I agree about the IRR, but if I've read the numbers correctly (and I don't have access to the original report), it looks like the HST-builders in Brazil are estimating about $560 million in revenue every year from the Rio-SP portion. ($80 × 7 million.) That's an bad proposition for a project involving $15 billion in initial outlays; there is no interest rate at which the NPV of the cash flows is above zero.

Build it for the initial plan of $8 billion and get the 20 million passengers first projected, and the IRR is 16%.

Dicey, unless you assume that there is some big externality that the train will fix.

Problem is, if you go there then the project has to compete with alternative uses of public funds ... like the plain-vanilla cargo railroads and ports you speak of. Which for a big primary producer like Brazil, probably generates a much higher social return.

Isn't that 7 million figure high? The way I read your original post, it's the total current number of transits between SP and RJ.

Hmmm. I'm thinking about that California HST projection. The Acela gets only 3.2 million per year at an average fare of $126.

Here are more Cali projections. They give the same basic numbers. 28.9 million between LA and the Bay Area, including intermediate trips, with an additional 24.9 million using local trains on the same track alignment.

It looks reasonable, but still. That's a lot of people to get out of their cars. Consider these numbers.

Hey, Bernard,

I re-read the article, and it's projecting that the train will get 7 million riders per year.

The money paragraph was vague: "De acordo com os estudos técnicos, a demanda de passageiros é de 7 milhões de pessoas por ano no trecho entre as capitais paulista e carioca."

"According to the technical studies, the passenger demand is seven million people per year for the portion between the Paulista and Carioca capitals."

But on reading the article, it's pretty clear that it's the traffic projection for the train, not between the two cities in general.

Alright. Here are some numbers. In 2005, there were 19 million air trips between the three Bay Area airports and the six L.A. airports. That will rise to 32 million by 2020.

The HST plan assumes that you'll also pull a lot of people out of their cars. Half the air market (16 million) plus 12 million drivers.

The air market seems reasonable. The drivers, I don't know. At 16 million per year (roughly five times current Acela ridership, but that does seem reasonable) and $30 billion in capital costs, you'd need an average fare of at least $150 to get anything that ballparks a reasonable return on a government-guaranteed project, possibly more, depending on operating costs.

That, though, seems quite reasonable as a lowball worst-case scenario which assumes no federal funding and that all bonds are general-obligation.

Will, it still seems that you voted the wrong way on the project.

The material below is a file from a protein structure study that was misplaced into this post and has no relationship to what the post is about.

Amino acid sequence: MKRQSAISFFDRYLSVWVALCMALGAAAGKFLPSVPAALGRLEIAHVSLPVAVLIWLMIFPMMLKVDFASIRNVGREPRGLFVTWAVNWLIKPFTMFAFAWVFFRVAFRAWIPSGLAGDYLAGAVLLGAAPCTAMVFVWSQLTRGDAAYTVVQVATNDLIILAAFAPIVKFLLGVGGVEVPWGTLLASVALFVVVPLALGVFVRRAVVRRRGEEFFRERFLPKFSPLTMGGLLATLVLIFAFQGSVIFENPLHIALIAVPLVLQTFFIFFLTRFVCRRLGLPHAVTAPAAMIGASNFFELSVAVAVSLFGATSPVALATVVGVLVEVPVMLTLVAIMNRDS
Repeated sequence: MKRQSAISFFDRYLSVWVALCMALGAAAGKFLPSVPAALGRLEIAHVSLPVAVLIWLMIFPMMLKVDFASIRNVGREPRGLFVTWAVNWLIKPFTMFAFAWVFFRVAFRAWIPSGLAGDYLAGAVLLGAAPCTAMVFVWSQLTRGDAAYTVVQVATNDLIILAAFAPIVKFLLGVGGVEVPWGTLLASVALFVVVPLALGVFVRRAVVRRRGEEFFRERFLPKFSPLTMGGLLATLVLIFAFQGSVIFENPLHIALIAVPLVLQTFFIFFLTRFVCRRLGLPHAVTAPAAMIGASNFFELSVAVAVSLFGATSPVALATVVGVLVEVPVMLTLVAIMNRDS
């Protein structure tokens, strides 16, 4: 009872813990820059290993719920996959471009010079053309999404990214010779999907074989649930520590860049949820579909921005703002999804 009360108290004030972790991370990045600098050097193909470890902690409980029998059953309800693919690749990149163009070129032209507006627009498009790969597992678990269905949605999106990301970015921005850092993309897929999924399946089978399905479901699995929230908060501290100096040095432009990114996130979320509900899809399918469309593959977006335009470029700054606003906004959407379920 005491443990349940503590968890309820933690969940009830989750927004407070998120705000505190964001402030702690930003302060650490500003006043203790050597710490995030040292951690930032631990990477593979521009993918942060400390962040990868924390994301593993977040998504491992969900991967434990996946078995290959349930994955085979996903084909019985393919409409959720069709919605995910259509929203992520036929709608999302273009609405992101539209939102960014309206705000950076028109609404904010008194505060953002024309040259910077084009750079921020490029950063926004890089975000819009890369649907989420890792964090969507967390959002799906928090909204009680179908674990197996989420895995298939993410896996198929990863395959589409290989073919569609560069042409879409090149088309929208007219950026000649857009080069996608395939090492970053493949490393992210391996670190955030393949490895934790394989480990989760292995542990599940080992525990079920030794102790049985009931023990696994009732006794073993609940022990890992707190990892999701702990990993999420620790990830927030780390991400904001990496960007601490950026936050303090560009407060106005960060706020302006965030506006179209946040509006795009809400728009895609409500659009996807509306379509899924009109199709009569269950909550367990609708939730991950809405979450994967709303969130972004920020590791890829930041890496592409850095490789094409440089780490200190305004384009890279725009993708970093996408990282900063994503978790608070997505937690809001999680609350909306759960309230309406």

Still gotta disagree.

1. 30 /fscking/ years, Noel! 30 with a blink tag. That speaks of a stinky going to be unfinished project.

2. Cali budget. Big fubared whoopie cushion. Voters rejected the propositions. that means a massive hack and slash. We can't afford a big project like this until the budget's fixed.

3. I completely and utterly believe that they have underestimated the costs. *cough*bay Bridge West Span*cough* CalTrans has gotten really bad at estimating the ubersized projects. I am concerned about the Caldecott 4th bore's costs.

4. They sold it at $40 round trip to and from the Bay Area from LA. You just pointed out it'd take $150...mmmm...

As for how much they pull off of the planes and cars will depend on how much security theater they implement with it. Probably not as much as at airports, but nontrivially more than on the interstates. :)

So, I'll stand by my vote. A HSR may be a good idea, but this was a bad plan. IMNSHO. :)

Consider your own arguments. They are valid points, but they don't lead to the conclusion that the bond issue was a bad idea.

(1) The 30 year timeframe refers to the extensions to San Diego and Sacramento. According to the business plan, the main line will be done within eight years of the start of construction. That is entirely reasonable for a project of this magnitude.

(2) The California budget is a problem because California has not raised taxes and cannot meet its current obligations. More debt is utterly irrelevant --- either the state will raise taxes now, or it will cut services now, or it will default now. The bond issue had no bearing on these current problems. The funds from the HSR bond issue won't be committed until these issues have been resolved. If they are resolved by default, then the point will be moot. If they are resolved by the other two means, then there will be no economic problem from taking on additional debt, since that debt will produce a dedicated stream of revenues in the future.

(3) The per-mile costs are in-line with actual experiences on rail and highway projects inside California. Current California projects are coming in under budget. The BART extension came in on budget (although a case can be made that delays raised that to 1.6), and the Santa Monica rebuild came in under budget. One might not believe the figure, but that is an act of faith, not of logic.

(4) That is not true. The lowest estimate on the HSR webite assumed an average fare $40, with most of the trips occurring inside metropolitan areas along the HSR right-of-way. The highest estimate assumed an average fare of $76. More relevantly, you can't compare these figures with my back-of-envelop calculation, because I assumed that there would be no local use of the project. The reason I did that was to stress-test the projections. For what it's worth, the HSR Authority believes that a $108 LA-SF fare would be optimal.

(5) Your conjecture about security theater is at odds with the actual experience of the Acela on the east coast or high speed trains in Europe.

A reasonable point that you mentioned earlier is the possibility that private and federal funds won't come through. After all, right now the state of California will only be responsible for a third of the total cost. That, however, is also irrelevant to the initial bond issue. The reason is that if the federal government doesn't make a commitment to assume its share of the project, or private investors can't be interested, then the state bond funds won't be committed. Once again the entire issue will be moot.

All references to the business plan come from documents on the HSR website. The useful page is here.

I wish you'd talked to me before. It still seems as though you voted the wrong way.

(FWIW, I was registered in the State of Florida in 2004 (I had only just returned from Mexico) and I voted to repeal the HST mandate in that state, where the idea truly didn't seem to make any sense. A rail-buff I am not, as you know.)